Israel and Hamas are steadily advancing in talks to deliver vital medicine to the hostages being held in Gaza as part of discussions to increase more humanitarian aid for Palestinian refugees, Qatari negotiators said.
With more than 130 hostages still being held captive in Gaza, loved ones have cried out about the lack of medication many of their relatives are likely going without after being kidnapped by Hamas on Oct 7.
Daniel Lifshitz, the grandson of hostage Oded Lifshitz, 83, said family members of the hostages have met with Qatari officials to advocate for cancer and diabetes medication to be delivered to their relatives, The New York Times reports.
Lifshitz said that he is worried about his grandfather’s health given that he has been in captivity for nearly 100 days, with many of the elderly and sickly hostages lacking access to their daily medications.
“The fact that so many hostages have been denied the medications they need is a death sentence,” he said. “They should have received what they needed on the first day.”
Qatar, which is negotiating peace talks between Israel and Hamas, said both sides are actively discussing what type of medication is needed and how to deliver it to the hostages.
Husam Badran, a senior Hamas official, noted that the discussions on delivering the medicine were met “with great positivity,” the Times reports.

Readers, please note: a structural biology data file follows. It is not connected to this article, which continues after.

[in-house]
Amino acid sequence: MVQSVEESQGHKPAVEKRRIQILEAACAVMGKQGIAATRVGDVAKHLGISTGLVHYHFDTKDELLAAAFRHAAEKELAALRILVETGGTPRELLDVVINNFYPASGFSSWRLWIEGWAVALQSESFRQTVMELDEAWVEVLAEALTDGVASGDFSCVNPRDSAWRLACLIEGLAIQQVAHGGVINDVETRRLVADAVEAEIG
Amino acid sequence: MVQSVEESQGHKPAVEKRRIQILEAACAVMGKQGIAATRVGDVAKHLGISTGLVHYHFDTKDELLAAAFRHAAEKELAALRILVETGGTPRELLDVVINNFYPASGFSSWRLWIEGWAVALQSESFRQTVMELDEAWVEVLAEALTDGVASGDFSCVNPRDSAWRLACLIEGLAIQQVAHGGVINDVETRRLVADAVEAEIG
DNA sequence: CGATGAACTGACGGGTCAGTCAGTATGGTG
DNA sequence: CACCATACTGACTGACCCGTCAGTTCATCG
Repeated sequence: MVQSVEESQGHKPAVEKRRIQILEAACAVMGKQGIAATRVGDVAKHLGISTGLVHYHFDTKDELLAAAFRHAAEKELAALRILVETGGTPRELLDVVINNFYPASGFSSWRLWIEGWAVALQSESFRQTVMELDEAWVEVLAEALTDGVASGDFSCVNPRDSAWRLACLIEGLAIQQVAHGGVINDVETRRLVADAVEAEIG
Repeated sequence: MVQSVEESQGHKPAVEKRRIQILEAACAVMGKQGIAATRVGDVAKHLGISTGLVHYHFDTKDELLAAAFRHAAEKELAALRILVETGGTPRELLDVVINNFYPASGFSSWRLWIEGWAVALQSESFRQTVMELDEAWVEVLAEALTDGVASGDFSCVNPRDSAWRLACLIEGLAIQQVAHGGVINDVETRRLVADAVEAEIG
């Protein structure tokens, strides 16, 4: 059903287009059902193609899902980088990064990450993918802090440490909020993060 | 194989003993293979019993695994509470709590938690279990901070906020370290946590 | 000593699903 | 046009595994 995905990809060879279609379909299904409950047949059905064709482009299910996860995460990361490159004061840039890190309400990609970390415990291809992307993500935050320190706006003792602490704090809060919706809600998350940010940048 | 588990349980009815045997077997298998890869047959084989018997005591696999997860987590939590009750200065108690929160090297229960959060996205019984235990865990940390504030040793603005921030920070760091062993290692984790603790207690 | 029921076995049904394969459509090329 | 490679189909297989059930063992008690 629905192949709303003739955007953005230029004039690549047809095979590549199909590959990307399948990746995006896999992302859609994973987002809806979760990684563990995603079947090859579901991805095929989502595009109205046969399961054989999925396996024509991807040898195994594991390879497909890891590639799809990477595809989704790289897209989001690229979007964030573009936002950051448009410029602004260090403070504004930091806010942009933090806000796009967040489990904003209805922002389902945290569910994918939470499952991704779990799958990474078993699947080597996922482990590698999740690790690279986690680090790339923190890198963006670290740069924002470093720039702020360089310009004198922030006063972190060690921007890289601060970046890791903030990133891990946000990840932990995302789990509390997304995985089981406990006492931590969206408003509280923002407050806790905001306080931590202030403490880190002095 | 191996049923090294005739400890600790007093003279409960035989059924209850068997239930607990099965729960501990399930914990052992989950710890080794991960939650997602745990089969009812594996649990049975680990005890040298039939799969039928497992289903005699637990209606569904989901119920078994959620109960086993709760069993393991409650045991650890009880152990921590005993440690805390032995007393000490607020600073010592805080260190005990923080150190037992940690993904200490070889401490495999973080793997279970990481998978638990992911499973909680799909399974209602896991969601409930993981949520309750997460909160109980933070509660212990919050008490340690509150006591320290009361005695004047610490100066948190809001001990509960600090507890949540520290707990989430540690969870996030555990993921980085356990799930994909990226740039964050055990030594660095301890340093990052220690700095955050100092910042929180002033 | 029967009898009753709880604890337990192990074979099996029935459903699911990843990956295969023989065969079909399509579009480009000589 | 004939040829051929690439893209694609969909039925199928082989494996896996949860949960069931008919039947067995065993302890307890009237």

The International Committee of the Red Cross has called for Hamas to allow their medics to treat and assess the hostages, but Israel has repeatedly accused the health organization of not pushing enough to help those being held captive.
Along with the aid to hostages, Israel and Hamas also appear committed to allowing more humanitarian relief efforts to reach Palestinian refugees, as nearly all of Gaza’s 2.3 million residents have been displaced by the war.
White House National Security spokesperson John Kirby told reporters Thursday that the situation in Gaza was dire after incoming aid trucks were surrounded by desperate refugees looking for food and basic supplies.
“We recognize that there are real food security issues in Gaza,” Kirby said. “We understand there’s a lot of hunger and starvation in Gaza.
“There is not enough trucks getting in, we’re not satisfied with the level right now,” he added.
Israel has said it would coordinate to help more aid reach Gazans and insisted that the lack of aid is the fault of the United Nations for allegedly failing to deploy enough workers to distribute the supplies.
Humanitarian groups have blamed Israel’s bombardments for damaging aid vehicles and supply routes, which the Jewish State denies.
While the talks over aid for the hostages and Palestinian refugees continue, concurrent discussions on freeing the hostages have yielded no results.
Israeli and Hamas officials are currently mulling a deal allegedly proposed by Qatari negotiations that would see the hostages freed in exchange for the terrorist group’s leaders permanent exile from Gaza.
The deal would also call on Israel to end its war campaign and withdraw entirely from the Strip, according to local Channel 13 News.
The potential deal is expected to face resistance from both sides, as Hamas said no hostages will be freed until Israel releases every Palestinian in its prisons.
Meanwhile, Israeli leaders have reiterated that the war in Gaza will not end until Hamas and its terror work are utterly destroyed.